US Strategy: All Eyes Turn to Asia-Pacific

There has been a lot of buzz surrounding US engagement in the South Pacific over the last few weeks and months. The US sent its largest delegation ever to the Pacific Islands Forum’s Post-Forum Dialogue in Auckland in September; this month USAID opened a new Pacific Island Regional Office in Port Moresby, the US Coast Guard assisted New Zealand to provide emergency water supplies to Tokelau. Defense Secretary Leon Panetta weighed in on the US presence in the Pacific on a recent visit to the region with Assistant Secretary of State Kurt Campbell to meet with ASEAN ministers. November will bring the APEC Summit in Hawaii, and the East Asia Summit in Bali.

Given all these recent events and appearances, Secretary of State Hillary Clinton wrote an article for the November issue of Foreign Policy entitled “America’s Pacific Century”. The article details America’s adapting strategy in the Asia-Pacific. Clinton’s early claim that due to geography, “the US is both an Atlantic and a Pacific power,” illustrates how she views the role of diplomacy. US Ambassador to New Zealand David Huebner adds good insight into the article on his embassy blog.

The Obama Administration seeks a US-Asia alliance similar to the US-Atlantic alliance. Using “forward deployed diplomacy”, the Administration’s strategy follows six lines of action:

“strengthening bilateral security alliances;

deepening our working relationships with emerging powers, including with China;

engaging with regional multilateral institutions;

expanding trade and investment; forging a broad-based military presence; and

advancing democracy and human rights.”

To improve and safeguard bilateral relationships and alliances, according to Clinton, the US needs to update its alliances.

“In this effort, the Obama administration is guided by three core principles. First, we have to maintain political consensus on the core objectives of our alliances. Second, we have to ensure that our alliances are nimble and adaptive so that they can successfully address new challenges and seize new opportunities. Third, we have to guarantee that the defense capabilities and communications infrastructure of our alliances are operationally and materially capable of deterring provocation from the full spectrum of state and nonstate actors”.

The US is notably focused on updating the intricacies of its alliances with Australia, Thailand, South Korea and Japan. Additionally, as “part of a broader effort to ensure a more comprehensive approach to American strategy and engagement in the region” the US is building new partnerships with “China, India, Indonesia, Singapore, New Zealand, Malaysia, Mongolia, Vietnam, Brunei, and the Pacific Islands”.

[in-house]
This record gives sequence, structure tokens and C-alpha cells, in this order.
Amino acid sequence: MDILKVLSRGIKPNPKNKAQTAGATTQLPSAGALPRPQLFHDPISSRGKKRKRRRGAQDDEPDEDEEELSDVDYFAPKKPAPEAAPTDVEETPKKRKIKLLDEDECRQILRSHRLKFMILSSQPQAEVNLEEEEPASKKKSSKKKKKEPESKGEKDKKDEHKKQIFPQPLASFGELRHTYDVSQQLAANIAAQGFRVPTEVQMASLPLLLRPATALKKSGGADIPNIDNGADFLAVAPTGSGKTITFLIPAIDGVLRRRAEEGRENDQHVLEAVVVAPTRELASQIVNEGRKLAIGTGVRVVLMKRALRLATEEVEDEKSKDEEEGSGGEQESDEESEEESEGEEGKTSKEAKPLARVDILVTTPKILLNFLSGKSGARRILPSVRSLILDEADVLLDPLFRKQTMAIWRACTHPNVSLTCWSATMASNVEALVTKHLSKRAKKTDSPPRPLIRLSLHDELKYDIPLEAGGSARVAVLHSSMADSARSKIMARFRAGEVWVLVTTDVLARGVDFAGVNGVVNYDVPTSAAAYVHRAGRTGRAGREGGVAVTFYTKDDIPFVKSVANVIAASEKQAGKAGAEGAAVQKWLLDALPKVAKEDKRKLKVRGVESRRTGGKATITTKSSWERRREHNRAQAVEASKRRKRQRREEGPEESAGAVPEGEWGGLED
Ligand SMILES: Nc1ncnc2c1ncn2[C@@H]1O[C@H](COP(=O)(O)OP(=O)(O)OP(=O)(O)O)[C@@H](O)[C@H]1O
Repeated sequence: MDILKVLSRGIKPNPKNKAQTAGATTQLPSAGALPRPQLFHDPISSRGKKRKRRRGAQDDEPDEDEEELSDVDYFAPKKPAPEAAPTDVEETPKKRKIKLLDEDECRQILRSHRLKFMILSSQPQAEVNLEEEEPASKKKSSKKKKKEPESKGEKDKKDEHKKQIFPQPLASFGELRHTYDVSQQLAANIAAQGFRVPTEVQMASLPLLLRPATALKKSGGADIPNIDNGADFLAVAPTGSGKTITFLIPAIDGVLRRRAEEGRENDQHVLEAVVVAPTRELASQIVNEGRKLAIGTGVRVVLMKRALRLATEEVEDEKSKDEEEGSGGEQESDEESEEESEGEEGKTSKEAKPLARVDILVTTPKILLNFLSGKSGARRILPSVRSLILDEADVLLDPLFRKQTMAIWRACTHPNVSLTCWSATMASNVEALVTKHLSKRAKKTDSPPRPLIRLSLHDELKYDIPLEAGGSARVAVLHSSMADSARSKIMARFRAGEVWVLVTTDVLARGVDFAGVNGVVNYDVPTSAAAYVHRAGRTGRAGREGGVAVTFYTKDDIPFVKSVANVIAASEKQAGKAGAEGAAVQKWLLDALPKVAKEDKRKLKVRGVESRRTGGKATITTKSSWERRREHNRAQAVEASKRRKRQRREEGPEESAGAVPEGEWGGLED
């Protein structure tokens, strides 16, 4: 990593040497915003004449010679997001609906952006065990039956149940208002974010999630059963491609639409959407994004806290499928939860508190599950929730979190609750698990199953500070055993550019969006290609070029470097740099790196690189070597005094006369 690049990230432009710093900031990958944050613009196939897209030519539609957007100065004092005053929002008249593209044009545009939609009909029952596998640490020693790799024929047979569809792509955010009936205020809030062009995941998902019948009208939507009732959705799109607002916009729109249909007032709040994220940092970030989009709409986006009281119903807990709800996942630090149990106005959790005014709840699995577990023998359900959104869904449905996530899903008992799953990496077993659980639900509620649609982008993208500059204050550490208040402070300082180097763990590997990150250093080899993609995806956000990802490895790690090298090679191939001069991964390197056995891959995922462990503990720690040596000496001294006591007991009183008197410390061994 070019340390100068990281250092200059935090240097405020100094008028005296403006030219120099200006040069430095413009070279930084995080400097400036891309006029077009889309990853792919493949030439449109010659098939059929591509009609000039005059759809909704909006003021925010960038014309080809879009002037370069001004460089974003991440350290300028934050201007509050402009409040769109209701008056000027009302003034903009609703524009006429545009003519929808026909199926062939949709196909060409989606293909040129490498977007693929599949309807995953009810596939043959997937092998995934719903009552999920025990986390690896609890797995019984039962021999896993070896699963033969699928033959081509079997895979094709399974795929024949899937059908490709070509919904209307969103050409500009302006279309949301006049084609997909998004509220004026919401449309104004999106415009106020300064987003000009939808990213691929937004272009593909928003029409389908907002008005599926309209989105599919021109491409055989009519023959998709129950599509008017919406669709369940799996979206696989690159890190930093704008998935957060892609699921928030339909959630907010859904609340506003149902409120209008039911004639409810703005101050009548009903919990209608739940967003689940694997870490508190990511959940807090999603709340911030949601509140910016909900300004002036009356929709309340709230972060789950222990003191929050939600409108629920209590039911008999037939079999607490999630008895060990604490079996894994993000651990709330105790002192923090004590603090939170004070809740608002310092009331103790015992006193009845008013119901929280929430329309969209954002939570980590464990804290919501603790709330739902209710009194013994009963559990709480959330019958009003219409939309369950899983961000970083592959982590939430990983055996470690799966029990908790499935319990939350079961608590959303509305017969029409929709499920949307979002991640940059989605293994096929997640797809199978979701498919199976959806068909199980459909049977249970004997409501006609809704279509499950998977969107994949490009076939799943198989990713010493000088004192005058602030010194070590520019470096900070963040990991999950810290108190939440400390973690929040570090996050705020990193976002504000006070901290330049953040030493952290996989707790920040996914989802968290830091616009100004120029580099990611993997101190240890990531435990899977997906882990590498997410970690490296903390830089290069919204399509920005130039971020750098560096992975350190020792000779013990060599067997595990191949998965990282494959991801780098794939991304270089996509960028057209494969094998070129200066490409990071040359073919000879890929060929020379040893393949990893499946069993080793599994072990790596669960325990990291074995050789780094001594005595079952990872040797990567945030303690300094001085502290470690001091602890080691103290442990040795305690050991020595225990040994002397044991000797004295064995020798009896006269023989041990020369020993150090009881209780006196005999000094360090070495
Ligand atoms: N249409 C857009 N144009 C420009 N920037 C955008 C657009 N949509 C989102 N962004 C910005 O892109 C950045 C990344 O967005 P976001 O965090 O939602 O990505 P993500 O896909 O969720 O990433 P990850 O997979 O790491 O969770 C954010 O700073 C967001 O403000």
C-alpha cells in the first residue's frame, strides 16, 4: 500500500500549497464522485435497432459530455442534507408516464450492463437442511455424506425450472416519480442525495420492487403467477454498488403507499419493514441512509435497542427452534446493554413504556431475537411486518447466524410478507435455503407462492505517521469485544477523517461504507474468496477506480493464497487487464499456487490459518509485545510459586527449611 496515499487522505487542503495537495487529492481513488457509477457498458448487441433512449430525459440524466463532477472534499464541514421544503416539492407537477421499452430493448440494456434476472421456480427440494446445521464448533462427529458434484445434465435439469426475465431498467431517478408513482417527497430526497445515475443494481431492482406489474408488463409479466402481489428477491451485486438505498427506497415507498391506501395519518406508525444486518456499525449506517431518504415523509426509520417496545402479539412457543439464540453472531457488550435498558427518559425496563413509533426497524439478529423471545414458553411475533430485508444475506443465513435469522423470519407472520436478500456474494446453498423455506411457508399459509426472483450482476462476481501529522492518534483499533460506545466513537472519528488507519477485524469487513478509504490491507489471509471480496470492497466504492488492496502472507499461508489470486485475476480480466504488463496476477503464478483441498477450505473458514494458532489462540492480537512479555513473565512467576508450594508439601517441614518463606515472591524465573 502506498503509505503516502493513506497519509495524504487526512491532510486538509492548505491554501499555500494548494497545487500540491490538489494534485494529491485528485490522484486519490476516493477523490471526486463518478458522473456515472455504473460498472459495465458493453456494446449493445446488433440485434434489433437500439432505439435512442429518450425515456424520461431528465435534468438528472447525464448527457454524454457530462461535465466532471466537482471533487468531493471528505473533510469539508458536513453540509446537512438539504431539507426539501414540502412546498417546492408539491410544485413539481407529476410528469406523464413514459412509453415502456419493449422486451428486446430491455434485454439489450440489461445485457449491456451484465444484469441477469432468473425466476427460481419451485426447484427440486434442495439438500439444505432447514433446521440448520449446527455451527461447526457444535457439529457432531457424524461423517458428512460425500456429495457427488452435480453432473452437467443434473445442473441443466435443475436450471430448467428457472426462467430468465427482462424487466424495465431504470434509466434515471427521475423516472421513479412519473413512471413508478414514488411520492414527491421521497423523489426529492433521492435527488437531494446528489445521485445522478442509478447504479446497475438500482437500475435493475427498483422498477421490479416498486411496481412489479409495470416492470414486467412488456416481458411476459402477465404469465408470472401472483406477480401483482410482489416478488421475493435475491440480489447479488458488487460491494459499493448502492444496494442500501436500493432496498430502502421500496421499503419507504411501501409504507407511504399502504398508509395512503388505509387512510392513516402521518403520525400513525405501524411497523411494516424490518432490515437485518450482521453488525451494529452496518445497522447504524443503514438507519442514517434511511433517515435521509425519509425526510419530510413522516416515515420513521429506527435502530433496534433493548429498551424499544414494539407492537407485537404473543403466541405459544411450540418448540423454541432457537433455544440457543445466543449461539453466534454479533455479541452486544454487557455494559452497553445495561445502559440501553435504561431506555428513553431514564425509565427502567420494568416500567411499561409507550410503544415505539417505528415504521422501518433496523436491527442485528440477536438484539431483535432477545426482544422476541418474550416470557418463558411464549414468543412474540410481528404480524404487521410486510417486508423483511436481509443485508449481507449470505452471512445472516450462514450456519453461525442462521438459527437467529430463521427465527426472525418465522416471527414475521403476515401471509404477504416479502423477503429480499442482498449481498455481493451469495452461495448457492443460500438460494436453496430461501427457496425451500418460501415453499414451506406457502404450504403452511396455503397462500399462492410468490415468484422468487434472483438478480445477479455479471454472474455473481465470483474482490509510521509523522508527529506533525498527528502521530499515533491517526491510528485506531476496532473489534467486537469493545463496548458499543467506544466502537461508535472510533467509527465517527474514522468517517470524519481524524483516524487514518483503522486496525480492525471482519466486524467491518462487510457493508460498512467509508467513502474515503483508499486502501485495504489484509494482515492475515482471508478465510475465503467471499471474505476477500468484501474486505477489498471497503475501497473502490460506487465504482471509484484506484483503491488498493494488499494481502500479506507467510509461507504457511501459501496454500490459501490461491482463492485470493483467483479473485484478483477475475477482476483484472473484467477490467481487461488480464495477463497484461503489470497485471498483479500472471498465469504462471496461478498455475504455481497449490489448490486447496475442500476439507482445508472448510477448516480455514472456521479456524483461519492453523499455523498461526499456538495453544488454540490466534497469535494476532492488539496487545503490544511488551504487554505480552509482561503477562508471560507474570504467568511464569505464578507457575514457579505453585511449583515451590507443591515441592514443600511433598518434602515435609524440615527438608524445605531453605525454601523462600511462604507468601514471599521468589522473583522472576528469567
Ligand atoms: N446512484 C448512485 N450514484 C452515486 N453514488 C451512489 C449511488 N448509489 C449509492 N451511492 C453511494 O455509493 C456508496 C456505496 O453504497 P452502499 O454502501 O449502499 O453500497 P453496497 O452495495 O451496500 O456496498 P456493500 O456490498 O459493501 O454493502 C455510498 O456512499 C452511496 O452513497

Regarding multilateralism, Clinton believes there is still work to be done on all sides to strengthen collaborative political, economic and social efforts across the Pacific. “A more robust and coherent regional architecture in Asia would reinforce the system of rules and responsibilities, from protecting intellectual property to ensuring freedom of navigation, that form the basis of an effective international order.” The US gains from multilateral settings because “responsible behavior is rewarded with legitimacy and respect, and [states] can work together to hold accountable those who undermine peace, stability, and prosperity.” Thus US engagement with ASEAN, APEC and EAS are critical to the renewed Pacific strategy.

In maintaining economic statecraft as “a pillar of American foreign policy”, the US seeks to increase its exports to the Asia-Pacific. Because the Asia-Pacific currently “generates more than half of global output and nearly half of global trade” it is only natural that the US continues to push for progress in this area. Clinton asserts improved trade flows will assist improved diplomatic ties and vice versa:

“Increasingly, economic progress depends on strong diplomatic ties, and diplomatic progress depends on strong economic ties. And naturally, a focus on promoting American prosperity means a greater focus on trade and economic openness in the Asia-Pacific.

“Our hope is that a TPP (Trans-Pacific Partnership) agreement with high standards can serve as a benchmark for future agreements — and grow to serve as a platform for broader regional interaction and eventually a free trade area of the Asia-Pacific.”

Because American political and economic resources were allocated to wars in Afghanistan and Iraq over the last decade the US has been unable (or perhaps just unwilling) to give the Asia-Pacific region the attention that it deserves. Therefore Clinton calls this renewed engagement with the region a ‘turn’ in policy.

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